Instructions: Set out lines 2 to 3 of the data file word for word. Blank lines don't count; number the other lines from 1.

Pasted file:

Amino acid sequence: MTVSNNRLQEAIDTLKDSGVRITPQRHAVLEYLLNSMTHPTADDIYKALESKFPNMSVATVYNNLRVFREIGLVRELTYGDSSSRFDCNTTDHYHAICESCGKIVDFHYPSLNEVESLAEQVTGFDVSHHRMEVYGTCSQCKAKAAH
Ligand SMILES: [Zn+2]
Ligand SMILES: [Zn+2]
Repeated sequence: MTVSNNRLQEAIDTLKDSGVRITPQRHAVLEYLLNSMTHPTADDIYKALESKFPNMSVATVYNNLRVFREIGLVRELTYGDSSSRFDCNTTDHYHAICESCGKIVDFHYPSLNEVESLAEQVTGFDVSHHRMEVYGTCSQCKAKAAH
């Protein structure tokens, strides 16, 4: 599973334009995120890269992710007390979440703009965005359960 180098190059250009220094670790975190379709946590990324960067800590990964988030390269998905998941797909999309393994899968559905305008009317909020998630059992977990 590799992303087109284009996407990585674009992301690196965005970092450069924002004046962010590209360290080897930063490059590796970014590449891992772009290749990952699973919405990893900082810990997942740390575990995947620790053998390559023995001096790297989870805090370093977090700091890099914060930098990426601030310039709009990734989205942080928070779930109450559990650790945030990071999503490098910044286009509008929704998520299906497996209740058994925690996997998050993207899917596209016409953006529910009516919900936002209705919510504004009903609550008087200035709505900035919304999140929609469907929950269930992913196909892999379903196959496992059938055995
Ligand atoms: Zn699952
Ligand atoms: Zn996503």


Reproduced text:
Ligand SMILES: [Zn+2]
Ligand SMILES: [Zn+2]